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Plant-based consumption has increased by 49% in two years across Europe, according to Nielsen data, the first and only report of its kind, published by the Smart Protein project.
Elisabeth Mauclet from the Earth and Life Institute at UCLouvain, Belgium, brings to light the ways in which Arctic tundra vegetation mirrors the complex landscape response to climate change.
Professor Jess K. Zimmerman from the University of Puerto Rico, explains how natural disturbances, such as hurricanes, can affect the Luquillo Experimental Forest (LEF).
Here, we learn about the many uses of spirulina algae, and how BBI JU funded project SpiralG is assessing the sustainability and profitability of each spirulina biomass component.
Scientists have discovered a signal that causes roots to stop growing in hard soils, opening doors for a potential solution to help plants to grow in the most damaged soils.
Purple rice, generating genetic diversity, breeding-by-design, large-scale stabilised mutant collection, forward and reverse screening are all discussed here by Prof Dr Apichart Vanavichit from the Rice Science Center, Kasetsart University, Thailand.
Ann G. Matthysse, Professor of Biology from The University of North Carolina at Chapel Hill, shares her expertise on the transmission of Diarrheagenic E. coli by plants.
Paul G. Wolf, Professor and Chair, Biological Sciences at The University of Alabama in Huntsville, explains cellular processes and attempts to link them to the chromosome number patterns seen in a particular group of plants: ferns.
Scientists at the University of Exeter warn that a two degree increase in global temperature would release 230 billion tonnes of soil carbon.
Land management is the way that Indigenous people have maintained a biodiverse world for generations, but now, does climate intervention from too many sources threaten to harm the ecosystem?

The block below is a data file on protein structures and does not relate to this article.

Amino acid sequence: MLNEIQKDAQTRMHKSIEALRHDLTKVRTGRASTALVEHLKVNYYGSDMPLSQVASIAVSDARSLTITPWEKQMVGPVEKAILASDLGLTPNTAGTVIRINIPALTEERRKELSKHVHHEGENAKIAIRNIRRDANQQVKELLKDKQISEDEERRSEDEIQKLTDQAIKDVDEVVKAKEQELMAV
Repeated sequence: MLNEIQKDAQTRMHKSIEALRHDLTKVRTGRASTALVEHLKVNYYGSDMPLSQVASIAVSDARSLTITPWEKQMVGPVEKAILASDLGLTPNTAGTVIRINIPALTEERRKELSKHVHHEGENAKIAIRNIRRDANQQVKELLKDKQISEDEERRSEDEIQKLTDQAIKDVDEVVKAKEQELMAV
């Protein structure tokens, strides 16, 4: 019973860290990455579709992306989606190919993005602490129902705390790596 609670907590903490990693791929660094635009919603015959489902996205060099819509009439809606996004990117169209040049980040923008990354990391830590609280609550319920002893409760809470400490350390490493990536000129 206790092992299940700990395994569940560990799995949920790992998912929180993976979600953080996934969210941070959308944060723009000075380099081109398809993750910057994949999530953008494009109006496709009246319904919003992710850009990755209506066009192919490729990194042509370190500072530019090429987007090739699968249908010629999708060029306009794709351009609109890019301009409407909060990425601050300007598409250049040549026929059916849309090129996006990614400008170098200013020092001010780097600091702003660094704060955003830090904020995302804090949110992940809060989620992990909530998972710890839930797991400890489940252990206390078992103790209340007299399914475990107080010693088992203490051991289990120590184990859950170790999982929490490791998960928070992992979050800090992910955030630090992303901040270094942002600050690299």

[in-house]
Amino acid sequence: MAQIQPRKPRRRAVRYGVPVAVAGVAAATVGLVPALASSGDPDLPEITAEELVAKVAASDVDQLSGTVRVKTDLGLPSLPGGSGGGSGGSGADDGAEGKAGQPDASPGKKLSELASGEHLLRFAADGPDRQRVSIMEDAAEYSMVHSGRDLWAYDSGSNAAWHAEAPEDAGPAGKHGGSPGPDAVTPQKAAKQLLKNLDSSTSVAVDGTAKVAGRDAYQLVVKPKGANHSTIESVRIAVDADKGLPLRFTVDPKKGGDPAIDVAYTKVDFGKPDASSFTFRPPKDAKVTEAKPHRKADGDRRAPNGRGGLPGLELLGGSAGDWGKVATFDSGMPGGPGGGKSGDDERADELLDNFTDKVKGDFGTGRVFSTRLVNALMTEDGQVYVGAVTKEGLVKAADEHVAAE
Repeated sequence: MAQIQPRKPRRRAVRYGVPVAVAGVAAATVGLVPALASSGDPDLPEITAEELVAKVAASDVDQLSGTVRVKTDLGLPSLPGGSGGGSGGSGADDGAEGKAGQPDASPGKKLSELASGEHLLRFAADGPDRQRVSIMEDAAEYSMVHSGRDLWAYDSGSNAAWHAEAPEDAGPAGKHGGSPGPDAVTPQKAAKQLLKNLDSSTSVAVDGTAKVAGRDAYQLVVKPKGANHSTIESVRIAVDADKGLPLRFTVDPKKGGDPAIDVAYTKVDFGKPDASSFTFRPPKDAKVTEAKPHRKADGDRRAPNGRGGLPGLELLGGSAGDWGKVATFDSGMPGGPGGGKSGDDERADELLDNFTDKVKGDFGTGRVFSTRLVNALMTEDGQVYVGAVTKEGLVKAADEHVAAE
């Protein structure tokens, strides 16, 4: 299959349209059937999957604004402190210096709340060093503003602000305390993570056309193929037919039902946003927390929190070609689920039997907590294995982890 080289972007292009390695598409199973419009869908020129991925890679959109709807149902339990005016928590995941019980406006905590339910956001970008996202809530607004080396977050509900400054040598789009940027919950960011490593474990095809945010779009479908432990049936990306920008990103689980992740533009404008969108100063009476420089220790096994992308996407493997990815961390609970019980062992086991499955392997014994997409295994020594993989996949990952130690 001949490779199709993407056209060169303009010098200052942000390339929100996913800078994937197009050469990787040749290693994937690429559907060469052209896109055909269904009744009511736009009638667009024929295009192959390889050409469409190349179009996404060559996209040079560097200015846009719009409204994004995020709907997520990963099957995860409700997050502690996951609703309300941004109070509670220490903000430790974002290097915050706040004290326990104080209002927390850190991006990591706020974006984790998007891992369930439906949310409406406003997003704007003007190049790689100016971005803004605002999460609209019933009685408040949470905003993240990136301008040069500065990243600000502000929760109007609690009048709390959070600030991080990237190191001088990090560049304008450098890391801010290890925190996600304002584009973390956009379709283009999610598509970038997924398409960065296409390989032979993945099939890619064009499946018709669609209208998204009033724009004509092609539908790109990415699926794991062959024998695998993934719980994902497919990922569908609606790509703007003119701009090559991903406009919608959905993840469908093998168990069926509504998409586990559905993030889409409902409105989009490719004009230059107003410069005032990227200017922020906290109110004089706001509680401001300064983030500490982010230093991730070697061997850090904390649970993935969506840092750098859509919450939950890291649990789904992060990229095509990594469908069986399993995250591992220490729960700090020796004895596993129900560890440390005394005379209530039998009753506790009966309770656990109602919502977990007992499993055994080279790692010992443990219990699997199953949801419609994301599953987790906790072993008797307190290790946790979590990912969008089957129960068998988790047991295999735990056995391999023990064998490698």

New research shows how food security in Africa could be protected by an algorithm that can track diseases in banana crops.
A new study highlights that 40% of plant species are at threatened with extinction due to the continued destruction of our natural world.
Researchers have discovered a protein in plant roots that could improve the tolerance of crops to climate change and reduce the need for chemical fertilisers.
According to researchers from York University, climate change and agricultural developments are responsible for a 94% loss of wild bee and native plant species networks.
Philippe Rolshausen from University of California, Riverside shares with us his research and extension program that focuses on understanding specific biotic and abiotic factors that limit tree crop productivity.
Here, European Union (EU) Novel Food regulations are thoroughly explored and questioned in the context of CBD in food.
The January 2020 edition of North America Analysis boasts a wide array of content on policy issues from the region, including a special feature from Dr Suresh Kuppuswamy at Frost & Sullivan, who explores the future of medical imaging.
Developing technology towards sustainable farming practices: Learn about a new generation of farmers are starting small innovative market gardens in rural, peri-urban and urban areas across Europe.
Greg Rosenthal, Communications Specialist at the USDA Animal and Plant Health Inspection Service, highlights why 2020 is the year to protect plant health and argues that thriving plants mean thriving people.
Dr Nina Bassuk, Professor at Cornell University, details an absorbing aspect of plant science that concerns the biology of autumn leaf colour and deciduous trees of the northern hemisphere.